Figures from Defra have revealed that UK pig numbers on December 1, 2018 totalled 4.6 million head. This was more than 1% lower compared with the same point a year before, but still above 2016 levels.
The decline was largely due to a 1.5% fall in the number of fattening pigs. Pigs under 50kg in particular declined by over 2%, while the heavier weight bands were more stable. This might suggest a tightening in pig supplies over the coming months. However, census results don’t always reflect subsequent slaughter levels, so should be viewed with caution.
AHDB analyst Bethan Wilkins said the figures suggest female breeding herd remained broadly stable and the number of maiden gilts actually rose 1% to the highest number since 2015.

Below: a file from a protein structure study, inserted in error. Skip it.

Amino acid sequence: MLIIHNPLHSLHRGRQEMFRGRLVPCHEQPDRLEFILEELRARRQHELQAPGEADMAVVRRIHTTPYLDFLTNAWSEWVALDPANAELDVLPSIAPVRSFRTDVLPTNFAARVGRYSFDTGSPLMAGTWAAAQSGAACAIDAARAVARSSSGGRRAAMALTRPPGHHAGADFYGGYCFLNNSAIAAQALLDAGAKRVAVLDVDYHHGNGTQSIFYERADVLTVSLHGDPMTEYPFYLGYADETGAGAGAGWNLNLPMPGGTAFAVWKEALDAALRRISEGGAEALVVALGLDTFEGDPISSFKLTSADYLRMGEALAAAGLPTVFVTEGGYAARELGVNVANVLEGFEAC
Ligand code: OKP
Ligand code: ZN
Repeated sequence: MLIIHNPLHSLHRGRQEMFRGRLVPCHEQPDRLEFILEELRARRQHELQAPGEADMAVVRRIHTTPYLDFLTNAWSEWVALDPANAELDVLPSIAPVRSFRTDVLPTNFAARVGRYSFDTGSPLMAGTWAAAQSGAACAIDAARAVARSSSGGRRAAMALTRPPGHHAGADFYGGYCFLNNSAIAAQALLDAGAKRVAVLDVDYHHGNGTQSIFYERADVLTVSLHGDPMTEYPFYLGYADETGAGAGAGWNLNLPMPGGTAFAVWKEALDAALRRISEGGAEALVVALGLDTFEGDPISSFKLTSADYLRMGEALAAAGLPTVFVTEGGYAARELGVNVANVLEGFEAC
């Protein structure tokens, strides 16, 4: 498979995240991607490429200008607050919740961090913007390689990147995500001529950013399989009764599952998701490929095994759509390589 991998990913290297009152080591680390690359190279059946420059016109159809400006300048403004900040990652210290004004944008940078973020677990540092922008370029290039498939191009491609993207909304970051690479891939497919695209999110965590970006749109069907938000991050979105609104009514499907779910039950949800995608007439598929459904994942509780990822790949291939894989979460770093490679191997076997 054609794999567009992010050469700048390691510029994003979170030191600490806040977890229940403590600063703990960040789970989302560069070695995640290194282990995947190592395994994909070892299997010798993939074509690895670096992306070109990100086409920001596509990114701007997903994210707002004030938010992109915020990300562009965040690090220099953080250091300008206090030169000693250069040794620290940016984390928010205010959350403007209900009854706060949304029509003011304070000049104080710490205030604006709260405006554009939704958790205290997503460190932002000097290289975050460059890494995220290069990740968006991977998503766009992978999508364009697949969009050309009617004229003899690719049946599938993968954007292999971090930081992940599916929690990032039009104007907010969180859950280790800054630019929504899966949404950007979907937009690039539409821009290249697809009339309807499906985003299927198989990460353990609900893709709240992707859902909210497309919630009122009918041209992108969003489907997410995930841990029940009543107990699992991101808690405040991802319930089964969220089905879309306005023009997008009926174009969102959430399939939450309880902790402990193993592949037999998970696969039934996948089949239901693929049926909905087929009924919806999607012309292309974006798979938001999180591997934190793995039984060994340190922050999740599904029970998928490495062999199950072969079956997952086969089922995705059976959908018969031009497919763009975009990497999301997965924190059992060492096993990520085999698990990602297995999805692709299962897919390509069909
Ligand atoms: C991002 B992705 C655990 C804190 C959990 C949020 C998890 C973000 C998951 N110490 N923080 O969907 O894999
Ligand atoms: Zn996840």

She said: “A blip in productivity levels, following the hot summer last year, might mean throughput is limited in the coming months. However, as these challenges phase out and if the usual improving trend resumes, production growth could return in the latter part of 2019.
Figures for Scotland have also been released and show a similar picture.
“The overall Scottish pig herd was down 4% to 333,000 head. However, after a sharp decline last year, the breeding herd has picked back up to 36,000 head (+15%). The breeding herd numbers reported have been particularly volatile in the past few years, so may not be effectively capturing the overall trend.”